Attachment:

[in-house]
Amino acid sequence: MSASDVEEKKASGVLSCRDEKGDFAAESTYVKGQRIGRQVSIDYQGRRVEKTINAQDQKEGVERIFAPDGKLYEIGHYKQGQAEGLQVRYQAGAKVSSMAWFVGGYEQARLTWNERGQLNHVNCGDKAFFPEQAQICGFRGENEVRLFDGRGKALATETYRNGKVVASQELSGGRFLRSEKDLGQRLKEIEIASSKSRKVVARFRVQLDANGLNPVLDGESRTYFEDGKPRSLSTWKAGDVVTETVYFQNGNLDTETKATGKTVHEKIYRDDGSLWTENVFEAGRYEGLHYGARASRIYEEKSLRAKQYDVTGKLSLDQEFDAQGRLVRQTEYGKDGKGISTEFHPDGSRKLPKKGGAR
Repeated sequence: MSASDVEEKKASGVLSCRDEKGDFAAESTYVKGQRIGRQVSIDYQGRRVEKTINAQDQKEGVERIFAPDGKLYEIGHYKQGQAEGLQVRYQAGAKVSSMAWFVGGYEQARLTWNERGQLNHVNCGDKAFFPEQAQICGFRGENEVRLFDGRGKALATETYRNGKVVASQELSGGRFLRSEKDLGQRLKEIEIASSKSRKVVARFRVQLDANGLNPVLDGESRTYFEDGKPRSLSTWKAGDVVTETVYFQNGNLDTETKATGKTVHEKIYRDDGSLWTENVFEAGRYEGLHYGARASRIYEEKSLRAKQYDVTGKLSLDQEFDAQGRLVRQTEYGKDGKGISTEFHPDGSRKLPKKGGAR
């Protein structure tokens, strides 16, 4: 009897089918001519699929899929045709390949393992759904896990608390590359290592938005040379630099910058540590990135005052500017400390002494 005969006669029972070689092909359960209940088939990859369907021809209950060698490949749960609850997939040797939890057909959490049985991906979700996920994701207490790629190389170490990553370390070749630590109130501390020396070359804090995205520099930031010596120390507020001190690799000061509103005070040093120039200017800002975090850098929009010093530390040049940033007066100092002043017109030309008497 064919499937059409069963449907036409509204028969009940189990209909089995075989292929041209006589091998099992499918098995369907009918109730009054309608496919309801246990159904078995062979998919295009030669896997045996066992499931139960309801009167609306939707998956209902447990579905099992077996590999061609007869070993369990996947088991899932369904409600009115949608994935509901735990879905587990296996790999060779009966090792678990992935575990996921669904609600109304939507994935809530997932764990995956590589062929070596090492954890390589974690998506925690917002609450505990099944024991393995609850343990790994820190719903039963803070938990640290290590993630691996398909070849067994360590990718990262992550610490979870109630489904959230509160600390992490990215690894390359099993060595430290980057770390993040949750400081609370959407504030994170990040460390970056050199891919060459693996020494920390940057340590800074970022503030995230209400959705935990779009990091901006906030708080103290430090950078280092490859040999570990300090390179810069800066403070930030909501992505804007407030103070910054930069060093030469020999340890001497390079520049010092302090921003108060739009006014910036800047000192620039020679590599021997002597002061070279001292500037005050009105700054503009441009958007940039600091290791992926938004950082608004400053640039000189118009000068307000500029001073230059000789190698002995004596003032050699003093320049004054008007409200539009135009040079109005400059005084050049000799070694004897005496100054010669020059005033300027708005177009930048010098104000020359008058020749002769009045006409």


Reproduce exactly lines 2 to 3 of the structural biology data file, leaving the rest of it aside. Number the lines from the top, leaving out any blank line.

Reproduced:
Amino acid sequence: MSASDVEEKKASGVLSCRDEKGDFAAESTYVKGQRIGRQVSIDYQGRRVEKTINAQDQKEGVERIFAPDGKLYEIGHYKQGQAEGLQVRYQAGAKVSSMAWFVGGYEQARLTWNERGQLNHVNCGDKAFFPEQAQICGFRGENEVRLFDGRGKALATETYRNGKVVASQELSGGRFLRSEKDLGQRLKEIEIASSKSRKVVARFRVQLDANGLNPVLDGESRTYFEDGKPRSLSTWKAGDVVTETVYFQNGNLDTETKATGKTVHEKIYRDDGSLWTENVFEAGRYEGLHYGARASRIYEEKSLRAKQYDVTGKLSLDQEFDAQGRLVRQTEYGKDGKGISTEFHPDGSRKLPKKGGAR
Repeated sequence: MSASDVEEKKASGVLSCRDEKGDFAAESTYVKGQRIGRQVSIDYQGRRVEKTINAQDQKEGVERIFAPDGKLYEIGHYKQGQAEGLQVRYQAGAKVSSMAWFVGGYEQARLTWNERGQLNHVNCGDKAFFPEQAQICGFRGENEVRLFDGRGKALATETYRNGKVVASQELSGGRFLRSEKDLGQRLKEIEIASSKSRKVVARFRVQLDANGLNPVLDGESRTYFEDGKPRSLSTWKAGDVVTETVYFQNGNLDTETKATGKTVHEKIYRDDGSLWTENVFEAGRYEGLHYGARASRIYEEKSLRAKQYDVTGKLSLDQEFDAQGRLVRQTEYGKDGKGISTEFHPDGSRKLPKKGGAR